Covid-19, the Depression and the rebellions against police violence, are indeed waking people up. All the old narratives, like , and individual ess no longer make sense. How can we believe wealth is based on merit and hard work, when workers classed as are paid minimum wage, while billionaires get free government bailouts? How can health care, housing, and food depend on jobs that don’t exist?

         Stories are Shackles

The old stories have been revealed as shackles that more powerful people put on us. The rules that leave some people in the streets, others in prison, others in mansions; the ideas that bound our parents, their parents, and everyone for 1000 years are going down in flames. As travel writer Kristin Wilson “The pandemic has obliterated our old societal paradigm and shattered what we thought we knew about life.”

Many folks are terrified, because we all need some order in our lives. But scary as it is, when we see through the narratives, we will be free. What will that be like: chaos, anarchy and poverty, or a new future with new narratives that bring us together?

Can you imagine living without scarcity, without enemies or greed? It might not be as radically different as it sounds. of narrative shackles, we’ll probably do a lot of the we do now. We’ll still have to farm, make and fix things, and take care of each other. We’ll just work in a happier, saner, gentler way.

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                             Photo Alicia Eler Minneapolis Star Tribune

Lynne Twist, author of The , says there are three myths about wealth that distort our lives: scarcity, more is better, and the permanence of current social relations. She says the opposites are true. “There is enough. More is not better. Our drive to enlarge our net worth turns us away from discovering and deepening our self-worth…Our behavior is not permanently fixed; we can choose to act differently.”

When we recognize the the world is trying to give us, we won’t have to work so hard or consume so much. We could relax, work to make the world better, and enjoy life.

Crisis Leads to Opportunities

Secretary-General Guterres said, “COVID-19 is a human tragedy but has also created an opportunity to build back a more equal and sustainable world.” Can we take the opportunity this crisis forces on us, and rewrite our society’s stories? It will be hard, but not that complicated, perhaps only two steps:

Step 1: Recognize that the social structures we take for granted: like who , how money is distributed, who owns land and , and how we should relate to each other are only narratives. They don’t come from Nature or from God. People created them, and people do them differently in different places and times.

Step 2: Create new narratives like distributing to everyone. Mr. Guterres called for a New Global Deal “based on the rights and dignity of every human being, living in balance with nature, respect for the rights of future generations, writing off unfair international debts.” Other starter stories could be defining and as human rights. And who knows what other brilliant liberated people might create?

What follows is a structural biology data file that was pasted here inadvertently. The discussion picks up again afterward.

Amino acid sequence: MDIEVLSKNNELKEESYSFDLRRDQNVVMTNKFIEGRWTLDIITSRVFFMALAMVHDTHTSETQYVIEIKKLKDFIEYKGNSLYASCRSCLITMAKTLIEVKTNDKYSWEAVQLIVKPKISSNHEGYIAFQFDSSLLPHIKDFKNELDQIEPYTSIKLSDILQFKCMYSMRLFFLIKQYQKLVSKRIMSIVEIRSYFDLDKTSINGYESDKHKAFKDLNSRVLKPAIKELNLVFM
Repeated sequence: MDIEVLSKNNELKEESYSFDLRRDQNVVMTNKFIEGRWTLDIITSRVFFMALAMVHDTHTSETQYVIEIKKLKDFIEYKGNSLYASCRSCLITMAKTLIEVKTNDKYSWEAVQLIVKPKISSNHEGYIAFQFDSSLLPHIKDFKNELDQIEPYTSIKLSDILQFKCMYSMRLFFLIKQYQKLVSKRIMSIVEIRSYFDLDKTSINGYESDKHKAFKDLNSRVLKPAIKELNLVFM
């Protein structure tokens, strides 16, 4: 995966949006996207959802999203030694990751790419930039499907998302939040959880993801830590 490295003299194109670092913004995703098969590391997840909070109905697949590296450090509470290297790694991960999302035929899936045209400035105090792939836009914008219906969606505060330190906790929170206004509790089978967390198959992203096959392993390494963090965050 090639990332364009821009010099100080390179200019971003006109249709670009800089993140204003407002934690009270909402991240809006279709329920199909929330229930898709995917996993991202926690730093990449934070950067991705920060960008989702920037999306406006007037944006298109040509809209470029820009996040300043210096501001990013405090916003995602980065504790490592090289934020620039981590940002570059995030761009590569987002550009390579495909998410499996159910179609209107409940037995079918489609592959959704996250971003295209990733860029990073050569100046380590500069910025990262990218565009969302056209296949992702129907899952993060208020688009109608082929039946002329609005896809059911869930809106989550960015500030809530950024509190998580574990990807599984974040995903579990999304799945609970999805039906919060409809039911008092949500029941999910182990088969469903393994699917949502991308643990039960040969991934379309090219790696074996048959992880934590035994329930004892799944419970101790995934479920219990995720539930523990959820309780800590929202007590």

A year ago, such scenarios would have sounded like a cannabis dream. How will the bankers, generals, lords and ladies of our world ever be persuaded to give up the narratives that bring them so much wealth and power? How could ordinary people, however many billions of us rise up, overcome the massive military force and institutionalized power of the ruling classes?

But COVID has enabled us to see past the invisible walls that imprison us. We can see that we don’t have to fight on their battlefield. All we have to do is change the narrative. When people see the that is possible, some of them will drop their guns, take off their helmets or their three-piece suits and join a new narrative that brings more love into their lives.

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Do people really change like that? Individuals can. Psychologists tell me that therapy is the process of helping people to see their own narratives and let go of them. Therapists have so much work because people rarely let go of the stories that make them miserable, until they reach a level of pain they can no longer tolerate.

Could the same be true of a society, of a culture or all humanity? It sounds a huge project, but look around. Our social narratives are not only causing us pain; they are literally killing us. Every day, more people disbelieve the constant fear stories they are told about China, Russia, terrorism, crime, etc. We have been lied to for so long, about so many things, that ever-fewer people take our rulers’ word for anything.

When nobody believes the old stories, they will die. And we will have a chance to live. So, speak up. It’s not enough to mumble truth to power. Shout it out to everyone.

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More on the society coming into view:
The More Beautiful World Our Hearts Know Is Possible and
Sacred Economics
by Charles Eisenstein

Animal, Vegetable, Miracle: A Year of Food Life Barbara Kingsolver

Reading, Writing, and Rising Up: Teaching about Social Justice and the Power of the Written Word Linda Christensen

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Who Would You Be Without Yourself?

Who would you be without yourself?

If you took off all your coats

Of identity, of history, of trauma

The stories you were taught,

Those you invented and

Stood naked in the world on a warm day?

How would you see your life

Without the narratives of money

Of education, of success and failure?

If you had no nationality, no race

No gender, no age, or if those things

No longer mattered?


How would the world look